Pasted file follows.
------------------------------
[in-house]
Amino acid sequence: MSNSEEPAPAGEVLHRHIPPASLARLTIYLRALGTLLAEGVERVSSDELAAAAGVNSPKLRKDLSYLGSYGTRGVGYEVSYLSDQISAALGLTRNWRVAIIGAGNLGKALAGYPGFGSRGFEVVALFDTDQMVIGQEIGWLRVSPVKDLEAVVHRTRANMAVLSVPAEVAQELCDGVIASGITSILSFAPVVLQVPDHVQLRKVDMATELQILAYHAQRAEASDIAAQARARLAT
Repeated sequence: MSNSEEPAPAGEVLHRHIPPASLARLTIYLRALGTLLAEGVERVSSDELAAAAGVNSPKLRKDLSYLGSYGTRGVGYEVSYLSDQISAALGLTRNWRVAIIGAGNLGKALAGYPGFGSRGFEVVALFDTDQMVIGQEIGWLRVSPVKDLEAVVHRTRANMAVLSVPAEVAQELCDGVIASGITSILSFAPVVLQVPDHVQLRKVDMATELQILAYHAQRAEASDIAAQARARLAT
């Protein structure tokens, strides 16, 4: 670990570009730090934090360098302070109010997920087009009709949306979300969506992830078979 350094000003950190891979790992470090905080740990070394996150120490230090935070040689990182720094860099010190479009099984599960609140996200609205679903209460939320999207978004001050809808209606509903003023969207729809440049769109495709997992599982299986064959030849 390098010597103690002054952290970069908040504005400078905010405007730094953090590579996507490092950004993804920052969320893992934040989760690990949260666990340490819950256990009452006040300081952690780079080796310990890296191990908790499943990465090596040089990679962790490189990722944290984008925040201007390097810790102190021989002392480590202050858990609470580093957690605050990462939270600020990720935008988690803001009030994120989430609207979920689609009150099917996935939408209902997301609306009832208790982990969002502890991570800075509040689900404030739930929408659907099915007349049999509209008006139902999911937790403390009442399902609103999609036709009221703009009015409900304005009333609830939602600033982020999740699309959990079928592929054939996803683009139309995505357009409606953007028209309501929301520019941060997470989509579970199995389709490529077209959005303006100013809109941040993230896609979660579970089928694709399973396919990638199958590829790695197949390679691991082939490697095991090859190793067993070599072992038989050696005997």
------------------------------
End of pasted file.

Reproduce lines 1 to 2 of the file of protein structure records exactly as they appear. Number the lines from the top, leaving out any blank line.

[in-house]
Amino acid sequence: MSNSEEPAPAGEVLHRHIPPASLARLTIYLRALGTLLAEGVERVSSDELAAAAGVNSPKLRKDLSYLGSYGTRGVGYEVSYLSDQISAALGLTRNWRVAIIGAGNLGKALAGYPGFGSRGFEVVALFDTDQMVIGQEIGWLRVSPVKDLEAVVHRTRANMAVLSVPAEVAQELCDGVIASGITSILSFAPVVLQVPDHVQLRKVDMATELQILAYHAQRAEASDIAAQARARLAT